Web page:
fixing a run on and buffing single stage
Do we have to wait longer to fix the runs? It's a solid white and tomorrow we buff it. It was painted tuesday. Never fixed a run on single stage. The painter said he applied two wet coats of ss. Any advice on differences between single and two stage much appreciated. I expect it to not be as rock hard but at the same time I don't want to baby sit it either.
If it's a solid color there should be little or no difference but the working charactistics could depend on the paint brand. Removing a run in a metallic color can cause you to remove a lot of the metallic that lays close to the surface and may cause the color to change.
Originally Posted by tech69
It's a solid. We don't spray single stage metallic. It's deltron paint.
Pretty straight for a prime once.
Last edited by tech69; 10-14-2010 at 12:09 AM.
If it was omni id say its very soft paint scratches easy be very light on it tape the sides 3layers of tape then shave it with a blade that has 2layers of tape on each side then block with220 then block with 800 then finish it again1500 then buff...
I'm asuming its the same as omni since they both use the same hardners an reducers...
hard & soft...
If you tend to it early then I would bet the run to be hard on top but be softer as you cut. In those cases you need to let the exposed soft material to harden up more before proceeding. You can do a cut then use a heat lamp to help harden the rest. If you rush it, you'll end up painting again. Good luck. Henry
Originally Posted by tech69
Thanks guys. Too soft to use a blade according to my finger nail so I used a paint stick and 1000. I also wanted to work on getting the run all the way out and after a while it's tough to re-find it due to it being white and feel it by hand(when it's almost flat) but a thin film of water worked well in showing me how much was left.
I'll try that with the tape on the blade ends. I usually bend them to get the edges out of the way but am always willing to try something new.
Originally Posted by style
Good advice Henry.
What is the purpose of putting tape on the blade sides? Is it for grip? Can you describe what you mean by putting it on the sides, like just down to the cutting edge?
Does the run have to be fully hardened to do this?
You use it like a wood plane to shave down the run,way faster than sanding with a block.The tape keeps the ends from digging into the paint.Just a simple scraping action with the razor blade works best,then follow up with some 1500,2000,and polish.You will have the best success with the run being hard and fully cured.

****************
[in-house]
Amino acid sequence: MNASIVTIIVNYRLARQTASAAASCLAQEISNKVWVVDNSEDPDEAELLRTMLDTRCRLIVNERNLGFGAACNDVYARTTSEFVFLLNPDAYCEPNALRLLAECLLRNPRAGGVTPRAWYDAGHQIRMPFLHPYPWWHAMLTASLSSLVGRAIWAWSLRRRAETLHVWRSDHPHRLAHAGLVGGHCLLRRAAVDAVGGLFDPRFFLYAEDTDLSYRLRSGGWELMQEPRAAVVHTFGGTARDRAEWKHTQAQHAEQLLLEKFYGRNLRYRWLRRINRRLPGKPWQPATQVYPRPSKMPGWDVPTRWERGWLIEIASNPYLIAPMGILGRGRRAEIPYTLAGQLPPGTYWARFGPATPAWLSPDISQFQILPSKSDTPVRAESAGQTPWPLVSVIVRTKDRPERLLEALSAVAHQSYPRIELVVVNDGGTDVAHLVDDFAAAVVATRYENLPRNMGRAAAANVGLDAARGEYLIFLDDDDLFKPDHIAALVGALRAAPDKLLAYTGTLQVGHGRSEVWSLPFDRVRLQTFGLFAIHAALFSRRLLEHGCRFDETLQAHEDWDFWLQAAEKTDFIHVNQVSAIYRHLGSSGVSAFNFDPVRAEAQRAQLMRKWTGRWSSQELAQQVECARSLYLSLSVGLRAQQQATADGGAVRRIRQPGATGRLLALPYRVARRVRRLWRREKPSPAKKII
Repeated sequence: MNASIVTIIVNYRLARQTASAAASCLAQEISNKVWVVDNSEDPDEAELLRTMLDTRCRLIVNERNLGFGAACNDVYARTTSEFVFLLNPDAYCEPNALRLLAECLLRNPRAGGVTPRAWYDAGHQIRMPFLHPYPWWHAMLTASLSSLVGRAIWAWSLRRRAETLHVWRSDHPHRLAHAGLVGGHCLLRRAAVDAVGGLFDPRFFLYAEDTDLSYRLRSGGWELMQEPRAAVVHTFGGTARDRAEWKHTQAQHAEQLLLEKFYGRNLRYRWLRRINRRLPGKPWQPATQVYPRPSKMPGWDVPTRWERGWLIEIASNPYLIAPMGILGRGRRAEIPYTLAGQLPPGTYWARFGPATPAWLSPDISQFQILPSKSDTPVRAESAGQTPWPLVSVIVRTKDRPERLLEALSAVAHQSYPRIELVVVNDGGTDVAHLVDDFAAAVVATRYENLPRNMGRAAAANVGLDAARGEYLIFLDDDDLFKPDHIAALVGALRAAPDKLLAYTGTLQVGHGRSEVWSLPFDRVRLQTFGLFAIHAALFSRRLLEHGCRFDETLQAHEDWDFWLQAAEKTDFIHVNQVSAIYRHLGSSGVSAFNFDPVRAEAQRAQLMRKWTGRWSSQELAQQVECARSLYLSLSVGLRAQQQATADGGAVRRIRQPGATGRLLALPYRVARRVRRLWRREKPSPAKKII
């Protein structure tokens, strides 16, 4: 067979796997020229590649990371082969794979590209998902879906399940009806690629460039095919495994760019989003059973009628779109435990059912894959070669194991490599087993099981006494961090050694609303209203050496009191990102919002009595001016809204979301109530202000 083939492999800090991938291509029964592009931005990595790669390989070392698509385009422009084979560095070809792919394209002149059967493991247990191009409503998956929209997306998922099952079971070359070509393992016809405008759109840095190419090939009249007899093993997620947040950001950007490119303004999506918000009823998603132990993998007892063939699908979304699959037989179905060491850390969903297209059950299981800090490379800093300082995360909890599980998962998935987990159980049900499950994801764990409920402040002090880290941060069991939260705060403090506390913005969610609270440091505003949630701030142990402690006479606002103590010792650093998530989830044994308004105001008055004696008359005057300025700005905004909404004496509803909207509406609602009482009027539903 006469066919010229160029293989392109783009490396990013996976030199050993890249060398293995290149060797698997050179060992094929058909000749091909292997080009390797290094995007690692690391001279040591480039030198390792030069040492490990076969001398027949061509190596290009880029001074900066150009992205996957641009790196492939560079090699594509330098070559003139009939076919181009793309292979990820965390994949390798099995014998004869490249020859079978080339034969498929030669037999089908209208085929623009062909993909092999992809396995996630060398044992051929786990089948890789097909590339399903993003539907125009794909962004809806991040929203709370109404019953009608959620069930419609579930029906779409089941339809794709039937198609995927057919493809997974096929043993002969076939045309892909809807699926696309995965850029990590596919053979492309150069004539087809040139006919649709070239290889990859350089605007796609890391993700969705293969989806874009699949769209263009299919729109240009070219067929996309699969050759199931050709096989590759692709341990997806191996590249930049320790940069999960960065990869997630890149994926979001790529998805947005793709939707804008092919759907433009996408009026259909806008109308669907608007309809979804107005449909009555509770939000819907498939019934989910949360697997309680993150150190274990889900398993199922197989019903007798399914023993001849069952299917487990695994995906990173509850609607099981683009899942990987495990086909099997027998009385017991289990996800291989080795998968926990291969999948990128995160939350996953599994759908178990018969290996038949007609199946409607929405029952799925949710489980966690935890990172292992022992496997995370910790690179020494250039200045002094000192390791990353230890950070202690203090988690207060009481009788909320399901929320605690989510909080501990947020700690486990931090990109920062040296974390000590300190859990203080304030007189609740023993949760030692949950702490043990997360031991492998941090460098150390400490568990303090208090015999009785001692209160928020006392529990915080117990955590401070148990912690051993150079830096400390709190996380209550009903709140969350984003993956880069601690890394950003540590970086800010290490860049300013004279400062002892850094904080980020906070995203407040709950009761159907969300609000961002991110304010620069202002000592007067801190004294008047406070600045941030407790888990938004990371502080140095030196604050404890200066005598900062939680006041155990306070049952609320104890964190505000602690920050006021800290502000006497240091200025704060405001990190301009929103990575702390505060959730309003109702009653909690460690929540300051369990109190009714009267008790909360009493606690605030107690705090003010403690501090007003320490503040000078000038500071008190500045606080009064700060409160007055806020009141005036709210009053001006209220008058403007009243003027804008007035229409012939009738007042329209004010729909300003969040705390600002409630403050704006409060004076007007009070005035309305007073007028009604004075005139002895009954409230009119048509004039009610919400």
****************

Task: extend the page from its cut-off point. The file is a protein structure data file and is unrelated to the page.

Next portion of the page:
scrape it the "safe way" where the blade can never dig in. You only want it in the position where it can dig when you chop off the top. If you do it lightly and very rapidly you will have it cut in no time with no issues of leaving marks. how much paint is on there should dictate how flat you cut it. You can put a sheen of water on it and sight it from an angle to see the true clarity of what it can look like buffed out. Nothing worse than sanding it out, buffing, and realizing it's still there.
After I use the blade I then use a paint stick, but with the sanding focused on the edge and on the run. I only feather it out when it's nearly flat.
Feathering it out is important cause you don't want ripples, so making sure you only sand on the run up to that point is important.
Then again, I'm no master buffer. This is just what works for me.
The best way to use a razor blade is as follows:
1) Take a smooth round shanked phillips screwdriver and holding a razor blade at a 45 degree angle attempt to roll over the edge of the razor blade against the shank of the phillips screwdriver. The purpose of this step is to form a burr on the edge of the razor blade.
2) Feel the edge for the burr. If you did step 1 correctly you will feel a very distinct burr. That's what you're looking for.
3) Slightly bend the razor blade so that the center of the burred edge side of the razor blade is higher than the edges. the blade should look like this ( with the burred edge on the left hand side. The reason for this is to remove the edges of the blade from the scrapping equation so that they don't hit the work and dig in.
4) Using this tool as a scrapper you can shave off the run with extreme speed. It will shave off hardened clear like a plane takes shavings off of lumber.
5) Remove 90% of the run this way and finish with wet paper.
6) This works way better than starting with wet paper since the scraper works only on the run. Less collateral damage on the good clear.
7) Alternatively use the polyester spot putty method which works extremely well too and was posted here some time ago.